Marxism and economic anthropology
from The Memory Bank by keith
An ‘anthropology’ is any systematic study of humanity as a whole. The modern academic discipline has its origins in the democratic revolutions and rationalist philosophy of the eighteenth century...
French Marxist anthropology
French Marxist anthropology enjoyed cult status in the Anglophone world during the 1970s. The crucial text was Althusser and Balibar’s (1965) reading of Capital that brought Marxist political economy into line with Lévi-Strauss’s structuralist methodology and American systems theory. The human subject, dialectical reason and indeed history itself were in effect dropped from their scheme. A deep structure of the ideal mode of production was outlined, having three elements – producers, non-producers and means of production – whose variable combinations were realized as concrete modes of production. Much attention was paid to the relationship between economic, political and ideological levels of the mode of production and to the question of which was dominant and/or determinant in any given case. Althusser abandoned the ideological notion of ‘society’ in favour of ‘social formations’ where, it was recognized, several modes of production were normally combined.
A handful of French anthropologists made substantial contributions to Marxism around this time. Maurice Godelier’s Rationality and Irrationality in Economics (1966) was the first to cross the Channel. It offered a rather conventional treatment of the formalist-substantivist debate launched by Polanyi, while claiming to synthesize Marx and Lévi-Strauss. Godelier applied the notion of rationality not only to persons but to systems, thereby setting up a contradiction between structure and agency that he could not resolve. Marxism, said Godelier, can add a specific kind of function to Lévi-Strauss’s structures, thereby allowing a complete anthropological analysis of social systems. The result, however, resembles an ecological version of structural-functionalism more than Marxism.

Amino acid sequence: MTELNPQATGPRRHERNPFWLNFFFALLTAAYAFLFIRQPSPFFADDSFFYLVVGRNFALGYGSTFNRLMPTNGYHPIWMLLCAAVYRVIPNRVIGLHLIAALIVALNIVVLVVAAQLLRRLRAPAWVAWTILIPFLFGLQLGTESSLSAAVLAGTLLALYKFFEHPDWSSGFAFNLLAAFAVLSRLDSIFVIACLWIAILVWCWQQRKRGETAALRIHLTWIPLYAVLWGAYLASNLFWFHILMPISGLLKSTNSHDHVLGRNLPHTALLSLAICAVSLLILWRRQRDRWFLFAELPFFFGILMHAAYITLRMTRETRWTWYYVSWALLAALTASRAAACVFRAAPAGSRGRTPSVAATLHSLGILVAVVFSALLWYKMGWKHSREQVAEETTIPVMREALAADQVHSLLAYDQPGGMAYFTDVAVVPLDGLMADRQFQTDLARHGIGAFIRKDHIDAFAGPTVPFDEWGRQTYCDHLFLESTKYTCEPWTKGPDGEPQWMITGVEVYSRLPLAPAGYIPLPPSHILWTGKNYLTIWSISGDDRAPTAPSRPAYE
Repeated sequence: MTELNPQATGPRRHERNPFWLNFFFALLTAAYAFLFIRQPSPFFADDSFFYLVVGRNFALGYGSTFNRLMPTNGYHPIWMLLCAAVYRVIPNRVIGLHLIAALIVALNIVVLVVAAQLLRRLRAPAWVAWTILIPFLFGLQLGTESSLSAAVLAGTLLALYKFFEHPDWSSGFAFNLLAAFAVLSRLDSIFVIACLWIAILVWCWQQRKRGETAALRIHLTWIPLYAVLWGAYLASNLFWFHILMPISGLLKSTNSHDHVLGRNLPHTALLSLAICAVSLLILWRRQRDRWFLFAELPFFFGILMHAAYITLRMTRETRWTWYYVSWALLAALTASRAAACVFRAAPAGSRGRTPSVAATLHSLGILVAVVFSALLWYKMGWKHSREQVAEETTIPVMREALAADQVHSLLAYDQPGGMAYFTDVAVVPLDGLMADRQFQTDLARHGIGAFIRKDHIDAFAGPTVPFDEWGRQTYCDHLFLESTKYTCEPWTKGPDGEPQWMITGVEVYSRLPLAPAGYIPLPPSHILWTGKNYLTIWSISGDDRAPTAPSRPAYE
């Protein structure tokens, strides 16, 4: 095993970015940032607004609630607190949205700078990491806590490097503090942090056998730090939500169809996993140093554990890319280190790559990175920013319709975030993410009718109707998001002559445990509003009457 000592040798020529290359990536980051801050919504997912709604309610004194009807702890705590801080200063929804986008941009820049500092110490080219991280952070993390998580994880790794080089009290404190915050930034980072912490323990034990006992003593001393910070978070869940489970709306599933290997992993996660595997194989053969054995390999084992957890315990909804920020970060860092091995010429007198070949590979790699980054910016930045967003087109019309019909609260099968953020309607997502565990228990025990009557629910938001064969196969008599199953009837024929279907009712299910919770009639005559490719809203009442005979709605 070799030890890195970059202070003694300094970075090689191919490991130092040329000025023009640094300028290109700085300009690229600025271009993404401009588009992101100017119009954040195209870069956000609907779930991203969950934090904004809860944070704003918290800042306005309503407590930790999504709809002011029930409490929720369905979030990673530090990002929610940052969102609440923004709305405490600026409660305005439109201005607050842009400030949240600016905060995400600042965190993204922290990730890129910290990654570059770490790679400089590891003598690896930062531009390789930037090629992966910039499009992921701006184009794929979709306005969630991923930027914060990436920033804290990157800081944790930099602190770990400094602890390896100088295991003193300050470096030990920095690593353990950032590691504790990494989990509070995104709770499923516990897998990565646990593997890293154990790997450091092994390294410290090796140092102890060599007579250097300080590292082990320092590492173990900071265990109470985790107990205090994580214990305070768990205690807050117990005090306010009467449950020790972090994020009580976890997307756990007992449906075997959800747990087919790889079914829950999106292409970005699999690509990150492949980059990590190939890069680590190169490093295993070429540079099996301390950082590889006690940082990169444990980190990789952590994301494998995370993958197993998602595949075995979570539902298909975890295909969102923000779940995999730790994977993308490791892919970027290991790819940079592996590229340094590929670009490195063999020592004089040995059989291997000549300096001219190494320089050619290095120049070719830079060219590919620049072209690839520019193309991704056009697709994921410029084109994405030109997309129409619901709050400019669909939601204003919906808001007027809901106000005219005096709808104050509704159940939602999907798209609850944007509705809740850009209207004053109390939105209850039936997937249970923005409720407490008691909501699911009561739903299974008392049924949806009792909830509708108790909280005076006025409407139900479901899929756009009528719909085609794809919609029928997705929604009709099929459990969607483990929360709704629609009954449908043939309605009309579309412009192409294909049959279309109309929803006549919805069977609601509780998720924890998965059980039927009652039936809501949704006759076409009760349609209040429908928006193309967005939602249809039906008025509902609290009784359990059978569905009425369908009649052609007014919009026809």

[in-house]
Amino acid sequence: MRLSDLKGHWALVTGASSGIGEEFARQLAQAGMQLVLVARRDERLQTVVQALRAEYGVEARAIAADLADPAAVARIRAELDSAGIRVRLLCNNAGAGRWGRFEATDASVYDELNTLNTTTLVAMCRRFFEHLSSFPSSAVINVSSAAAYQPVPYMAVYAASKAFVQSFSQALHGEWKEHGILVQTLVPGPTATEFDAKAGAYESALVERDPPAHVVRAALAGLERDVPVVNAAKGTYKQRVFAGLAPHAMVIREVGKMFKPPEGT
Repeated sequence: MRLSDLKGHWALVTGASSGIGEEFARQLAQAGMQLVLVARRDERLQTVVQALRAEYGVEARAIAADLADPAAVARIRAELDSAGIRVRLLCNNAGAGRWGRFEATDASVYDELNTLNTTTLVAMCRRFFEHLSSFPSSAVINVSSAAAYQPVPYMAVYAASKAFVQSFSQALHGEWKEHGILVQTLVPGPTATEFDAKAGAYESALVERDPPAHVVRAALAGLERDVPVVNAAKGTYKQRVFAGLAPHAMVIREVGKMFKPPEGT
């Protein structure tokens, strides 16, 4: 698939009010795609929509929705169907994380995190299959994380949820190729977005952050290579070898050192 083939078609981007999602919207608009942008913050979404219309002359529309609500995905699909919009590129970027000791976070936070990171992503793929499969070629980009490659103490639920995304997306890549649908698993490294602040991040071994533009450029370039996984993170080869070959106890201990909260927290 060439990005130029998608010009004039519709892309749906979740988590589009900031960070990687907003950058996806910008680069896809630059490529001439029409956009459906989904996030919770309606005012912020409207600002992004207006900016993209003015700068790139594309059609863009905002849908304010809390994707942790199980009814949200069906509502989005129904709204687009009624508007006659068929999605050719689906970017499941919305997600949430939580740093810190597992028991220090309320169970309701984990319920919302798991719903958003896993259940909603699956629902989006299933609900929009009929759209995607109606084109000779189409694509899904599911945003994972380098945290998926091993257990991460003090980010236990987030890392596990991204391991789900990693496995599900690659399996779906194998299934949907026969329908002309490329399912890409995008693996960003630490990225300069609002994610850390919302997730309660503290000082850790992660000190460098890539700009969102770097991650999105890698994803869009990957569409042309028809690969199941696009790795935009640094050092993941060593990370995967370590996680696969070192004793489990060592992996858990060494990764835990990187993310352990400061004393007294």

Claude Meillassoux, Emmanuel Terray and Pierre-Philippe Rey all acknowledged their debt to Althusser, while debating ethnographic interpretations of their shared area, West/Central Africa. Meillassoux’s The Economic Anthropology of the Guro of Ivory Coast (1964) became the main point of common reference. His later synthetic study, Maidens, Meal and Money (1981), was an ambitious attempt to compare the main means of accumulation (women, food and capital) in tribal, peasant and capitalist societies. In an essay reinterpreting the Guro ethnography, Terray argued that Marxist analysis is often too crude, labeling all primitive societies in much the same way, leaving non-Marxist ethnographers free to explain their specificity by reference to kinship structures and the like. Instead, emulating the approach of the British structural-functionalists, he laid out a method for classifying the material base of a society in great detail, so that its modes of production may be inferred empirically and concrete particulars incorporated into a materialist analysis. There is little history in this version of historical materialism, even though Terray went on to produce meticulous histories of a West African kingdom. Pierre-Philippe Rey’s Colonialism, Neo-colonialism and the Transition to Capitalism (1971) was an original contribution to the literature on matrilineal kinship, slavery and European penetration of the Congo, in contrast with the prevailing Marxist norm of merely restating what was already known in a new jargon. He outlined here his famous idea of a ‘lineage mode of production’. Moreover, he spelled out the ‘articulation of modes of production in a structure of dominance’, showing concretely how colonial capitalism restructured the lineage and petty commodity modes of production in the interest of accumulation.